|Topic Review (Newest First)|
|09-10-2006 01:05 AM|
coastal vs offshore
for your type of sailing i would go with a smaller headsail lets say a 125.
so you can reef down and still have a good sail shape.If you are sailin a 30 footer i would go even smaller. For steady 25-30 knots i would also look into a radial cut sail.
offshore sails are usually smaller and of heavier cloth. the problem with a light air (big) sail is that the shape sucks when you reef down to 100%. I sail offshore and have worn out my current 135-140 in 4 years 20,000 miles. The wear was caused by too much wind.
i am having a heavier sail 6 oz cloth 110 and yankee cut.
|09-09-2006 08:07 AM|
|PBzeer||If you're going to get new sails, try to find a local loft. They should thouroughly measure your rig, go over you're sailing style and area with you, and be able to deliever a proper fitting set of sails.|
|09-09-2006 07:48 AM|
I've sailed over 8,000 miles on five transits of the East Coast. I've had far more problems with light winds than heavy winds. As I'd rather sail than motor, my vote would be for well-made "coastal" sails.
I'll echo the previous comment on "offshore". If you're crossing an ocean, and leaving your sails raised for weeks at a time, I'd call that "offshore".
One feature to look for in new sails, coastal or offshore, is UV resistant thread.
If you have persistent high-wind conditions, put the extra money into sail handling systems. Be able to reef quickly and easily.
My two cents worth of opinion...
|08-31-2006 02:32 PM|
|camaraderie||Also..besides the heavier fabric, there is typically additional reinforcement at the "corners". This seems to me to be a good idea for either coastal or offshore use and you could specify this without going to heavier fabric.|
|08-31-2006 01:02 PM|
|Ronbye||I live in Newfoundland and Labrador, Canada. It was only the other day that we had winds that gradually increased from nil to 15 knts. It was a nice day. I also spoke to a rep from FX Sails and they said that there litmus test for deciding on inshore versus offshore is this. If the sails are going to be raised and then dropped at the end of each sailing day then you need inshore sails. Offshore sails are typically left up for weeks at a time and as such need to be heavier built.|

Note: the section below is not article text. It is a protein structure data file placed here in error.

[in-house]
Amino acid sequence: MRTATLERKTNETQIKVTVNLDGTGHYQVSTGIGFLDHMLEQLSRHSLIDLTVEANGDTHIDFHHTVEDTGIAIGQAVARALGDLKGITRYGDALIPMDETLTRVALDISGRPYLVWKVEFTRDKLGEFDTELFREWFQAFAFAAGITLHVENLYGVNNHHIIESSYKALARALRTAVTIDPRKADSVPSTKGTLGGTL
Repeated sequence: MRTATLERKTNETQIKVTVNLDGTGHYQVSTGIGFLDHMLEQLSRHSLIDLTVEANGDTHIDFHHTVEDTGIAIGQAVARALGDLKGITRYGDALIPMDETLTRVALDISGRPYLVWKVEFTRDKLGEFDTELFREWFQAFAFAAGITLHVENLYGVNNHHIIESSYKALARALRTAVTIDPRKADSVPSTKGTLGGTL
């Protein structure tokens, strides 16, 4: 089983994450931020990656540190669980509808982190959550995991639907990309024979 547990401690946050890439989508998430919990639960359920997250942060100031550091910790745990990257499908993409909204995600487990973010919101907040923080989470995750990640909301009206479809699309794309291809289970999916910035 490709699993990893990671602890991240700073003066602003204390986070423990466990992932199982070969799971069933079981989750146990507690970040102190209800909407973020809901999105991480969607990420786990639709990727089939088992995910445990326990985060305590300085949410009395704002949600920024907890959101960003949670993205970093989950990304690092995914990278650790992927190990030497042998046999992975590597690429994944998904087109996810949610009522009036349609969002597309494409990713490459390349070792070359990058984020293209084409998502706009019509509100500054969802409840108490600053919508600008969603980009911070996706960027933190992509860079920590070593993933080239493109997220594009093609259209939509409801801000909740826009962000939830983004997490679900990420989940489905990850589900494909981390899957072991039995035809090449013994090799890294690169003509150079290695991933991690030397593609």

|08-31-2006 12:12 PM|
" However in saying that, our average wind that we have been sailing in these past few summers has been between 20- 25 knts with gusts to 30knts. This has become the norm these days."
Yikes, Where do you sail - the only area I can think of with such prevailing wind would the Roaring 40's, or perhaps better the Furious 50's. You sailing out of Cape Horn?
The extra work costs in an offshore sail relates more to durability, by providing extra protection for chafing and exposure, such as triple row stitching, heavier grommets and use of leather patchess. I think durability and strength are different characteristics - strength comes primarily from fabric weight. If you want sails for higher wind strengths, order heavier weight cloth. I would not buy Offshore quality sails for day and weekend sailing as you describe, unless cost is not an object. Consult your local sailmaker.
|08-31-2006 12:06 PM|
You should probably be looking at coastal sails, which are usually a bit lighter than offshore sails. The main reason that offshore sails are heavier and more durable than coastal sails are many.
First, coastal sailors will often be able to get out of heavy weather or reduce their exposure to heavy weather far better than someone who is in the middle of a transoceanic passage. So the total exposure to heavy weather is often less.
Second, offshore sailboats are usually of a heavier design and displacement than coastal cruisers of the same size. They are also more heavily loaded in terms of food, water, equipment and other supplies as a general rule.
Third, offshore sailboats often have no choice but to sail through heavy weather. A coastal cruiser often has the option of motoring through it, as the destination they have is close enough to motor to, which is often not the case for an offshore boat. Fuel is a scarce resource on a bluewater boat, which has must be conserved—which may not be the case on a coastal cruiser, which often has ready access to fuel sources.
Fourth, Offshore sails will often have a heavier material, flatter cut, and deeper, and in some cases more, reef points than a coastal cruising sail. Light air performance is often better with a coastal design sail than it is with an offshore designed sail for these reasons. The heavier material is due to being further from resources to repair the sails and the greater wear and tear the sails will receive in use. Coastal sailors don't leave their sails up 24x7 like most offshore boats do.
|08-31-2006 11:52 AM|
Coastal vrs. Offshore
Is there a definitive definition for the terms Coastal and Offshore? What do they mean when it comes to buying sails? I have to replace a jib on my boat and I am a coastal sailor (who doesn't race) in my view. However in saying that, our average wind that we have been sailing in these past few summers has been between 20- 25 knts with gusts to 30knts. This has become the norm these days. As well, we are typically sailing about 1 mile from shore, but it is not uncommon to be between 5-10 miles from shore. So what class of sails should I be looking at, Coastal or Offshore?